McGowin, Emily Hunter. 2016. “Praying for More: Motherhood in the American Quiverfull Movement.” In Angels on Earth: Mothering, Religion, and Spirituality. Vanessa Reimer, ed. 73-90. Bradford, Ontario: Demeter Press.
Excerpt: I researched the lives of Quiverfull mothers through in-depth interviews from the fall of 2012 to the spring of 2015. My aim was fairly simple: to allow Quiverfull mothers to tell the stories of their life’s work in their own words. I discovered that many families experience significant tensions within their patriarchal discourse because of the expanded practice of motherhood at work in the Quiverfull subculture.
Mayblin, Maya. 2012. The Madness of Mothers: Agape Love and the Maternal Myth in Northeast Brazil. American Anthropologist 114(2): 240-252.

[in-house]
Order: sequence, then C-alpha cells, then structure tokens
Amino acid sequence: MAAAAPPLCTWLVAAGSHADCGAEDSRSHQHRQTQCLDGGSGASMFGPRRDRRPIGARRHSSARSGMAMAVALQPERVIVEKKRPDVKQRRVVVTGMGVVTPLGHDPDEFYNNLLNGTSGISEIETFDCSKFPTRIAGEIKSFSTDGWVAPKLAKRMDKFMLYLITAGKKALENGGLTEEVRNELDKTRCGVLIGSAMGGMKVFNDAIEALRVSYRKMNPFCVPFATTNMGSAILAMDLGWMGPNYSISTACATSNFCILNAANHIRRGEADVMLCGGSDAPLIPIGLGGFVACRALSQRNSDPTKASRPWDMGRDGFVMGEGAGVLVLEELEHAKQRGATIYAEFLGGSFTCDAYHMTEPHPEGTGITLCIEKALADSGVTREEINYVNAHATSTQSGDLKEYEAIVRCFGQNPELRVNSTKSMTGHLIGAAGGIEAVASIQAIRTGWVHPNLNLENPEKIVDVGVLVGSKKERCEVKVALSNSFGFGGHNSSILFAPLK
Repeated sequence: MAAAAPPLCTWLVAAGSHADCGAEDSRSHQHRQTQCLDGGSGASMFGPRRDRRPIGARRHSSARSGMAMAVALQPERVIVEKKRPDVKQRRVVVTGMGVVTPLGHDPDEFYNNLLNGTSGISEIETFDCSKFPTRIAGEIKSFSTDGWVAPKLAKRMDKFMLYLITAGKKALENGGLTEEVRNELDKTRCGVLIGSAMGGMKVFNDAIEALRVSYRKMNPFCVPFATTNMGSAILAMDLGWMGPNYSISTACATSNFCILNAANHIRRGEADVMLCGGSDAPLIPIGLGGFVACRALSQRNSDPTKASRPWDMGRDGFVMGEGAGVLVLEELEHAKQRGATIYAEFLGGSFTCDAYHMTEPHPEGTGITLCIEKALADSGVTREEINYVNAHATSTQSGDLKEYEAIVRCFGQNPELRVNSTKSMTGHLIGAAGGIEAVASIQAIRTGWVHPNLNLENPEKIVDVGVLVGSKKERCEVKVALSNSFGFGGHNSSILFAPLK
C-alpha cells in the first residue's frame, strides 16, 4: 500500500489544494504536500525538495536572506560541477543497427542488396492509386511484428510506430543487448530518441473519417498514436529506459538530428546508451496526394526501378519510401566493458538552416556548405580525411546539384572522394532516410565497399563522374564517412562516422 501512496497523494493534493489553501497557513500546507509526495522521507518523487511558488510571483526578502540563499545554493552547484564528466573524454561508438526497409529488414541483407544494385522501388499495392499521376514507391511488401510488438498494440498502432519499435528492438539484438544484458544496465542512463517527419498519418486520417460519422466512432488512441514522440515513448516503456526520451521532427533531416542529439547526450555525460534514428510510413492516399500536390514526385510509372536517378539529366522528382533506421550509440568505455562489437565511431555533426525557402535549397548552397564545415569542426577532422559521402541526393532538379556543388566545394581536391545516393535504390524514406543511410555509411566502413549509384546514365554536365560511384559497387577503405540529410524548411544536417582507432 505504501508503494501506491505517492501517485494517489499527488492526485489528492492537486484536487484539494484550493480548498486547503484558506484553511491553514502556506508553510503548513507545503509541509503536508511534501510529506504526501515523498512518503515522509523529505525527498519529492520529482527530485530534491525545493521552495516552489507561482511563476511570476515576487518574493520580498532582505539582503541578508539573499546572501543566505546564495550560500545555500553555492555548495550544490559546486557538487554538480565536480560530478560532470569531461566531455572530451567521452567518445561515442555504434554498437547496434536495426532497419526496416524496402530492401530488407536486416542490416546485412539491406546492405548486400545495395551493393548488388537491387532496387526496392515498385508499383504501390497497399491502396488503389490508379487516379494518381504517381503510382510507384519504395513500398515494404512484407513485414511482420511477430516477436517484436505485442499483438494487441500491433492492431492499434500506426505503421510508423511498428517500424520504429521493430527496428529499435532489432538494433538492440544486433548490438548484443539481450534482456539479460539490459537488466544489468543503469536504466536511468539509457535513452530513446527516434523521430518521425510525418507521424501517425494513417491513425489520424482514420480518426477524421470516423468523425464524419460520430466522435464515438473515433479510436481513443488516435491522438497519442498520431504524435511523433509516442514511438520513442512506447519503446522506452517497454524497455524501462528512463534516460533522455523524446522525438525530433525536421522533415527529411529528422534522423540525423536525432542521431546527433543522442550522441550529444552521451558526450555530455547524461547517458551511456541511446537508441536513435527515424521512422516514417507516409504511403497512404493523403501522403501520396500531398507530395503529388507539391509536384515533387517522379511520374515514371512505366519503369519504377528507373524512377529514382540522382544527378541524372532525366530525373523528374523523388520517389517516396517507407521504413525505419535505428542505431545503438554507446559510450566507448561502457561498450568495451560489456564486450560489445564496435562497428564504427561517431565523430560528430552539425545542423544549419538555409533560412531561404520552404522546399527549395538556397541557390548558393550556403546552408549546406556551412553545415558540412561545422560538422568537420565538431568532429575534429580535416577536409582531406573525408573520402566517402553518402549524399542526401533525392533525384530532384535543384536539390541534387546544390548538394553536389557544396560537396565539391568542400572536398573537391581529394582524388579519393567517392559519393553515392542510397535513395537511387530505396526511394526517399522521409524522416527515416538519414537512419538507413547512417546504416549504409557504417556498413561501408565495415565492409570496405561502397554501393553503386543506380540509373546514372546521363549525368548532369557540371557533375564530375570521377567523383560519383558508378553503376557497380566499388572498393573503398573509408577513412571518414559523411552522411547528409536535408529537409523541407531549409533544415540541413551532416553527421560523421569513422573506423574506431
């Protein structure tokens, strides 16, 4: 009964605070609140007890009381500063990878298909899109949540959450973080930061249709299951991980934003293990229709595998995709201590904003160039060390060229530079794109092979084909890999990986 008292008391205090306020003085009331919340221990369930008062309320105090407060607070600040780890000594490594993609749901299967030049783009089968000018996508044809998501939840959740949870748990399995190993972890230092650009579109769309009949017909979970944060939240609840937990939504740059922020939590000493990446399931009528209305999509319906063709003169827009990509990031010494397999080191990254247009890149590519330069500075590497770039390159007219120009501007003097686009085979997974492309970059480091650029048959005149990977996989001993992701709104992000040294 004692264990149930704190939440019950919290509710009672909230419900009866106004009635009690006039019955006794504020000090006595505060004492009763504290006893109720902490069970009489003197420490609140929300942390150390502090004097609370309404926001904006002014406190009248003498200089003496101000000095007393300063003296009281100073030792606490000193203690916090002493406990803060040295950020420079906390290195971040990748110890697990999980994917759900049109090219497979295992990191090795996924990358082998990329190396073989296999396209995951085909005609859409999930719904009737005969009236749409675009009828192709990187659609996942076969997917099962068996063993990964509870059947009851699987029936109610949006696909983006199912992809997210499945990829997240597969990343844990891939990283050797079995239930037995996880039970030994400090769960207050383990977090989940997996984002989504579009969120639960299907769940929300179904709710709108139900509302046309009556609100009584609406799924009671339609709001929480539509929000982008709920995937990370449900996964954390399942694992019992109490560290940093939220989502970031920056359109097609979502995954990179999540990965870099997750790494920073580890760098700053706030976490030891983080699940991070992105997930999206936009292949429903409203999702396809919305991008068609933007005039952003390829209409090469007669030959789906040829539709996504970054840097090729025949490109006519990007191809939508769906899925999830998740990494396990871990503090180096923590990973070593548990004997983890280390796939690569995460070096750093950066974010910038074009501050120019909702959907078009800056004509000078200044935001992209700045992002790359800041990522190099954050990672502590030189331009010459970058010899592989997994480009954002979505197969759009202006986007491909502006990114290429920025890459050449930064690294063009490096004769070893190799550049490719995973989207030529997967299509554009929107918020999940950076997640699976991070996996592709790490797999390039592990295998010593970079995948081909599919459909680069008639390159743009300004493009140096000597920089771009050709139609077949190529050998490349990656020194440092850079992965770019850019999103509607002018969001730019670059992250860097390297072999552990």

Abstract: In Northeast Brazil, the question of whether motherhood predisposes a woman to love her children, and whether children can be socialized effectively even in the absence of love, is a source of debate. I explore how motherhood references different configurations of the essential nature of things by charting how concepts of mother love map onto the Christian concept of agape. The analogical link between mother love and agape, I argue, offers people a set of conceptual tools for reflecting on a range of problems emerging from contrasting ontologies implicit within local forms of Christianity. Problems include the nature of the human-divine relation, the concept of primal animation, and the profound imbalance of power that a creature-Creator relationship entails. Debates about motherhood can thus be understood in terms of “ontopraxis,” whereby social agents situate themselves in relation to shared ontological categories and negotiate ambiguous and even contradictory cosmological schemes.